to stay that way.” Continuing that, “Germany has been living in an
idyllic situation in which it has not had to challenge itself and think
of its role in Europe.” Germany is as much of a part of Europe as
France or Italy. Each nation-state has a position and a role to play in
the E.U.. To discard Germany as being overbearing and dominant,
placing it on the shelf will simply not work. Giving Germany a monopoly
on political an economic policy making is also foolish. This argument
is not about creating a fourth German empire. Germany has a role to
fill in Europe, fear and paranoia should not be allowed to dictate how
it is accomplished.
“A strong, properly integrated European Union” is possible with
Germany. The word “strong” is an attribute of which Germany has been
all to familiar with. History is full of examples, some previously
stated in this paper, of a Europe integrated through strength. However,
“properly” is the key word in Euro-integration. Nietzsche, in his work
“Beyond Good and Evil” addresses this matter. He states, “I hear with
pleasure that our sun is moving rapidly in the direction of the
constellation of Hercules: and I hope that men on earth in this matter
emulate the sun. And we at their head [italics mine], we are good
Europeans!” This is an analogy speaking of the movement of politics and
power shifts in the late 1800’s towards Germany, in the perspective of a
German philosopher. He believed that Germans were unique to the rest of
the populous of Europe. Unfortunately, this philosophical notion has
been altered and used for rather devious measures. Adolf Hitler is the
best example of this. Germans are unique as are all races in and
outside of Europe. However, Nietchzsche saw that perhaps the German
people possessed a quality not of superiority, as the “Uber Mensch”; but
rather analogically speaking of the Germans in Europe as a whole. That
“properly integrated” means a strong Germany both economically and
politically, not hiding behind checkbook or its constitution.
Thus, after over 120 years Germany has seen mush change and
German power is on the rise again. This paper has illustrated the past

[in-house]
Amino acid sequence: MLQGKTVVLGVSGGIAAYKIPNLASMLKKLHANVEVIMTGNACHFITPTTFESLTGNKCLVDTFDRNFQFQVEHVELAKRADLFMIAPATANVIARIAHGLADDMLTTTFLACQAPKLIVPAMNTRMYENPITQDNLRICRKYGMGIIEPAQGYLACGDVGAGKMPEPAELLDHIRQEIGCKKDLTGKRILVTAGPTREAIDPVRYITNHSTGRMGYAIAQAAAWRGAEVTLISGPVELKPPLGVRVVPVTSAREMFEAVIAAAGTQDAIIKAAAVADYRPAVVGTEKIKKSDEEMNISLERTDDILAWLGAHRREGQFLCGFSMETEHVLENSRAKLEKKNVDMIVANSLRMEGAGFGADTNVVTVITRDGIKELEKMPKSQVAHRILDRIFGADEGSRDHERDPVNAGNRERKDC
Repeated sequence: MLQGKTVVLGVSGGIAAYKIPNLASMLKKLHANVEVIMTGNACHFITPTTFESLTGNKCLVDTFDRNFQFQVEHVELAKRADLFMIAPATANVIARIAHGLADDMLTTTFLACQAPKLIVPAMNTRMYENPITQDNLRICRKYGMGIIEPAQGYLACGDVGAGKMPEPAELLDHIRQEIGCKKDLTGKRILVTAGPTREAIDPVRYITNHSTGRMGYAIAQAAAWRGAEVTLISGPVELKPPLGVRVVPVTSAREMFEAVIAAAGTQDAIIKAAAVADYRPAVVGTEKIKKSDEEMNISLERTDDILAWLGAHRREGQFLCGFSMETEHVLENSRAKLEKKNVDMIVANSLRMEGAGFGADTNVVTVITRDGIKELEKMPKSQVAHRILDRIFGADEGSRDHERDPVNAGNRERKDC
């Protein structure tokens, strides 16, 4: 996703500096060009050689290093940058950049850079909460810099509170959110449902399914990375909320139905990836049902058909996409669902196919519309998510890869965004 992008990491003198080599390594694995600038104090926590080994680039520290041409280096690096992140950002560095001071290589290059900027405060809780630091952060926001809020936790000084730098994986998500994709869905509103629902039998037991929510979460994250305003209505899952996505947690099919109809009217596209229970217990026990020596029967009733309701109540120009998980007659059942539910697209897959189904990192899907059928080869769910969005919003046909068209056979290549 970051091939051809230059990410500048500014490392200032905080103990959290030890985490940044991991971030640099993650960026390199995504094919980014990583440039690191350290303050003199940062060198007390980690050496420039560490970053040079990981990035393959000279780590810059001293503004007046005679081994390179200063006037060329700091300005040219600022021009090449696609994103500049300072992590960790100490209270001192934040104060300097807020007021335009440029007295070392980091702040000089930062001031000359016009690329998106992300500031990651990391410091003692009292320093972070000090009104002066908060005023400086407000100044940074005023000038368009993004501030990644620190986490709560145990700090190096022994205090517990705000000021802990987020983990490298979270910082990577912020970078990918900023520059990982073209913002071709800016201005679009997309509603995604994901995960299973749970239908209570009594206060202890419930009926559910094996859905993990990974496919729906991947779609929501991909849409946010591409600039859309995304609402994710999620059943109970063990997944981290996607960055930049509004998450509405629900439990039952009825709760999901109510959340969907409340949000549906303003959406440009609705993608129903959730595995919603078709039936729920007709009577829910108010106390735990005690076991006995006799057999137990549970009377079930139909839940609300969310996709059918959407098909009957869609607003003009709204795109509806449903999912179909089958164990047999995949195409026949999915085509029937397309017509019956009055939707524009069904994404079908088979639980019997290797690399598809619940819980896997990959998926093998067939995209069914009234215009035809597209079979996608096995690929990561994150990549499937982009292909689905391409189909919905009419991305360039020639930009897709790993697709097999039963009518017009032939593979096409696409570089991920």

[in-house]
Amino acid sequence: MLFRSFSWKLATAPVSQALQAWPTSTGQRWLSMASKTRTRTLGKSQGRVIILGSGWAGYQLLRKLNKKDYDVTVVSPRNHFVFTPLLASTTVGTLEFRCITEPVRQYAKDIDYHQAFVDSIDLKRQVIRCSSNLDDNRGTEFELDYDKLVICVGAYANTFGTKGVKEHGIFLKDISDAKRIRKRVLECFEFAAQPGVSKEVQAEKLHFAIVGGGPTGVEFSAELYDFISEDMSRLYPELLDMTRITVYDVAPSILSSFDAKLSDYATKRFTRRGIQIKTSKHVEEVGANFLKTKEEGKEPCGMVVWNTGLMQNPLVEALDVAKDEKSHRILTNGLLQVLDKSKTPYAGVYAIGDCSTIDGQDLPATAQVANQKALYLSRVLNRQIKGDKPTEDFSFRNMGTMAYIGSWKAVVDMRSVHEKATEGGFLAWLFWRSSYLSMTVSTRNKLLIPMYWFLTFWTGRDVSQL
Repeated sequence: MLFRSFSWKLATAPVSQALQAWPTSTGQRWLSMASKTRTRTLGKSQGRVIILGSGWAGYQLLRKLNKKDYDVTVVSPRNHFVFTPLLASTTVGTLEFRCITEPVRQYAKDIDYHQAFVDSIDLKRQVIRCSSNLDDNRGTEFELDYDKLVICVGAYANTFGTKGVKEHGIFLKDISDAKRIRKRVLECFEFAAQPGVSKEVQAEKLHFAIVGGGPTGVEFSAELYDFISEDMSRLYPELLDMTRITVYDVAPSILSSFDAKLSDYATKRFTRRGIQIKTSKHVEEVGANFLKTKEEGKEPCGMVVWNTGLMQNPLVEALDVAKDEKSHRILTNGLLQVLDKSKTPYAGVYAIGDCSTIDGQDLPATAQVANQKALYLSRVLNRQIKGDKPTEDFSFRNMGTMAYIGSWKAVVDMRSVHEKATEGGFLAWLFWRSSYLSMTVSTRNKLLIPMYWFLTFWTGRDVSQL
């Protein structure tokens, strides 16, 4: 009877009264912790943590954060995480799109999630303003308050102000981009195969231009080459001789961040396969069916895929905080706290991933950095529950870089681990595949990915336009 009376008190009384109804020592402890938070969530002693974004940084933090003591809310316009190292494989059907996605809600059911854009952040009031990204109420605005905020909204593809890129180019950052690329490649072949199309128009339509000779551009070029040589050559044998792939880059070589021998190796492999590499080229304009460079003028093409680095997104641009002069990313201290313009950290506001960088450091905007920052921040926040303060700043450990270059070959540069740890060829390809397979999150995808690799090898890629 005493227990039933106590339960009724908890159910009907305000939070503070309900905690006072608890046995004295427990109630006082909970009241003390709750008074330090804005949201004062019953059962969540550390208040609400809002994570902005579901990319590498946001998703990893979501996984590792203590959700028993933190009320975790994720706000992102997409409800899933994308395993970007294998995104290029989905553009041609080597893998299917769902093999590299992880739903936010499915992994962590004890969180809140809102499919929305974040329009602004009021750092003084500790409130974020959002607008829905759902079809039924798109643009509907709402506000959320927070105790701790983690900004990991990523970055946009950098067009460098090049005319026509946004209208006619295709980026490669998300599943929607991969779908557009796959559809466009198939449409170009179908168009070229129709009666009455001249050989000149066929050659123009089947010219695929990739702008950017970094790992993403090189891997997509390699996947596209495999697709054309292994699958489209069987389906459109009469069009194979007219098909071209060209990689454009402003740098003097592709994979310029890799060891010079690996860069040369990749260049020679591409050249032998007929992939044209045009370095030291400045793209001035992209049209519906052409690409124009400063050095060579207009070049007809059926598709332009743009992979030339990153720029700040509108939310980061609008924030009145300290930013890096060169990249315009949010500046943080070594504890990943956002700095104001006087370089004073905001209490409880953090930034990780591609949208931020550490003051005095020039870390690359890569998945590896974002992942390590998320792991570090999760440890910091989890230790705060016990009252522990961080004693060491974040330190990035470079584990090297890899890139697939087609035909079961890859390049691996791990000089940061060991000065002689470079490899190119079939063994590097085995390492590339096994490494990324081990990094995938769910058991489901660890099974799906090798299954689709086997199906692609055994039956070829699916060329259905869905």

struggles of Germany which has affected the world. The reach for power
by attempting to establish an empire under the Kaiser and the
militaristic expansionism shown by Adolf Hitler both ended in conflict
bring the world to war and Germany to its knees. The new battle Germany
faces is the reunification process, Eastern Europe and the European
Union. All of these three factors are crucial in the future of Germany.
As argued in this paper Germany needs to establish itself as a stable
and reliable support for Europe under the auspices of the European
Union. The success of the European Union and the economic development
of Eastern Europe are in direct relation and dependant on that event.
Patrick J. Hearden, Roosevelt Confronts Hitler:
America’s Entry into World War II, (Dekalb, I.L.: Northern Illinois
University Press, 1987), p. 189.
Hans J. Morganthau, Politics Among Nations: The Struggle for
Power and Peace, 6th ed. revised. Kenneth W. Thompson (McGraw Hill,
Inc., 1985), p. 67.
Michael Ignatieff, Blood And Belonging: Journeys into the New
Nationalism, ( New York, N.Y.: Farrar, Straus and Giroux, 1983), p. 57.
Friedrich Nietzche, Beyond Good andEvil, trans. R.J.Hollingdale
(London: Penguin Books, 1973), p.170.
Michael Pinto-Duschinsky, “Foreign Political Aid: the German
political foundations and their US counterparts,” International Affairs
67 (January 1991) : p.33-64.